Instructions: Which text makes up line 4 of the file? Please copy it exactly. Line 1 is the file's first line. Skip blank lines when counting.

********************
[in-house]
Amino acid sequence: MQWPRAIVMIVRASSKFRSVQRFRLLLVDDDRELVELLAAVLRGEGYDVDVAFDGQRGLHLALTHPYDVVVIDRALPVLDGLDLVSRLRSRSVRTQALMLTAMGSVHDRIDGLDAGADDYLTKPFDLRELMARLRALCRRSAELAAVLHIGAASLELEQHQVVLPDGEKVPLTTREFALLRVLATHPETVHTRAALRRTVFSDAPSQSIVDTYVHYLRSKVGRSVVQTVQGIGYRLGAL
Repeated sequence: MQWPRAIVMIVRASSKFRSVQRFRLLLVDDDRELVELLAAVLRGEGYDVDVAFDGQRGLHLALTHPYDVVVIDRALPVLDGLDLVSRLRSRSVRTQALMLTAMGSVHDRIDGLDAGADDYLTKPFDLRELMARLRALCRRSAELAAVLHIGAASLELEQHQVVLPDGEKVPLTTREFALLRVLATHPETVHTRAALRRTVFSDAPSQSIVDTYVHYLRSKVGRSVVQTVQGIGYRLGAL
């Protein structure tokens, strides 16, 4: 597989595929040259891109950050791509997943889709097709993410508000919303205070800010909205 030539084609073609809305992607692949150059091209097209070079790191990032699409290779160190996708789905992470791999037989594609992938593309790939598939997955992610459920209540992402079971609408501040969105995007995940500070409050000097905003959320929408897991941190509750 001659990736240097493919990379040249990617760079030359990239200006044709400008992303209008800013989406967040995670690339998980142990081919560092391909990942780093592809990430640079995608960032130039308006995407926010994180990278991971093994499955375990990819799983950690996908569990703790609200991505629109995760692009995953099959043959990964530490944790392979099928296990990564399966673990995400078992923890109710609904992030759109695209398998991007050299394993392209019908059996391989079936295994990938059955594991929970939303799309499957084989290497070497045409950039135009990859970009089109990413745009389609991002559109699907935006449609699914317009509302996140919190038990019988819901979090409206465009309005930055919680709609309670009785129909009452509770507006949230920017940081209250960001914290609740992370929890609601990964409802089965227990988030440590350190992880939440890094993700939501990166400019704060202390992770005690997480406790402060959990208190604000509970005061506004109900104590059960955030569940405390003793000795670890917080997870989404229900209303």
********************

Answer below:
């Protein structure tokens, strides 16, 4: 597989595929040259891109950050791509997943889709097709993410508000919303205070800010909205 030539084609073609809305992607692949150059091209097209070079790191990032699409290779160190996708789905992470791999037989594609992938593309790939598939997955992610459920209540992402079971609408501040969105995007995940500070409050000097905003959320929408897991941190509750 001659990736240097493919990379040249990617760079030359990239200006044709400008992303209008800013989406967040995670690339998980142990081919560092391909990942780093592809990430640079995608960032130039308006995407926010994180990278991971093994499955375990990819799983950690996908569990703790609200991505629109995760692009995953099959043959990964530490944790392979099928296990990564399966673990995400078992923890109710609904992030759109695209398998991007050299394993392209019908059996391989079936295994990938059955594991929970939303799309499957084989290497070497045409950039135009990859970009089109990413745009389609991002559109699907935006449609699914317009509302996140919190038990019988819901979090409206465009309005930055919680709609309670009785129909009452509770507006949230920017940081209250960001914290609740992370929890609601990964409802089965227990988030440590350190992880939440890094993700939501990166400019704060202390992770005690997480406790402060959990208190604000509970005061506004109900104590059960955030569940405390003793000795670890917080997870989404229900209303």